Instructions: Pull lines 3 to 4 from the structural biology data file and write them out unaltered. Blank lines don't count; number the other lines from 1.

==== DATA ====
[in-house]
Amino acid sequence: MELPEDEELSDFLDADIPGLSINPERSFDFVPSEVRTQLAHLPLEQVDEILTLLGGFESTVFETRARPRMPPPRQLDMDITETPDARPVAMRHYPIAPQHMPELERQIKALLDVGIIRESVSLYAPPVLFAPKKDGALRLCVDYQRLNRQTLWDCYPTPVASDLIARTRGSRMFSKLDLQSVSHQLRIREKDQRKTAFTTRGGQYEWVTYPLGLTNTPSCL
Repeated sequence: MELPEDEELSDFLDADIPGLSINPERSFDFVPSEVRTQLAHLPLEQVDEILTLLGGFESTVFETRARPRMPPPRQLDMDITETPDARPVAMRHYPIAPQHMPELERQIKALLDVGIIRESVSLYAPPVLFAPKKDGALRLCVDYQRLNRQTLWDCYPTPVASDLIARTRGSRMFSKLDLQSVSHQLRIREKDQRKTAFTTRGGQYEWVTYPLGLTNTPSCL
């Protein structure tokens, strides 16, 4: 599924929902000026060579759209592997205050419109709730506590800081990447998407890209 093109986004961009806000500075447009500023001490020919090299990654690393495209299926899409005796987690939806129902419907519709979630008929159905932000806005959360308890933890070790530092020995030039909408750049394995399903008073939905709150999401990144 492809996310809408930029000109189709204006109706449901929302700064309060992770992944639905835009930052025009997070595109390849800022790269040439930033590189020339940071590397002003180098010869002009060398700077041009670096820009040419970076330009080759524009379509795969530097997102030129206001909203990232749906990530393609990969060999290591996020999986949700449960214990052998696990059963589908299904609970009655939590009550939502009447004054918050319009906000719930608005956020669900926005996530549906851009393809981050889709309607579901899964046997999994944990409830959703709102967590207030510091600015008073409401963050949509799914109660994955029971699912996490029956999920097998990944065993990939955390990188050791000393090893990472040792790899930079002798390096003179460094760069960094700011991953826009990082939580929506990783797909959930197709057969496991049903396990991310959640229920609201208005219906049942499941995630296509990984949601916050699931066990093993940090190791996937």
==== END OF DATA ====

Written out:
Repeated sequence: MELPEDEELSDFLDADIPGLSINPERSFDFVPSEVRTQLAHLPLEQVDEILTLLGGFESTVFETRARPRMPPPRQLDMDITETPDARPVAMRHYPIAPQHMPELERQIKALLDVGIIRESVSLYAPPVLFAPKKDGALRLCVDYQRLNRQTLWDCYPTPVASDLIARTRGSRMFSKLDLQSVSHQLRIREKDQRKTAFTTRGGQYEWVTYPLGLTNTPSCL
């Protein structure tokens, strides 16, 4: 599924929902000026060579759209592997205050419109709730506590800081990447998407890209 093109986004961009806000500075447009500023001490020919090299990654690393495209299926899409005796987690939806129902419907519709979630008929159905932000806005959360308890933890070790530092020995030039909408750049394995399903008073939905709150999401990144 492809996310809408930029000109189709204006109706449901929302700064309060992770992944639905835009930052025009997070595109390849800022790269040439930033590189020339940071590397002003180098010869002009060398700077041009670096820009040419970076330009080759524009379509795969530097997102030129206001909203990232749906990530393609990969060999290591996020999986949700449960214990052998696990059963589908299904609970009655939590009550939502009447004054918050319009906000719930608005956020669900926005996530549906851009393809981050889709309607579901899964046997999994944990409830959703709102967590207030510091600015008073409401963050949509799914109660994955029971699912996490029956999920097998990944065993990939955390990188050791000393090893990472040792790899930079002798390096003179460094760069960094700011991953826009990082939580929506990783797909959930197709057969496991049903396990991310959640229920609201208005219906049942499941995630296509990984949601916050699931066990093993940090190791996937």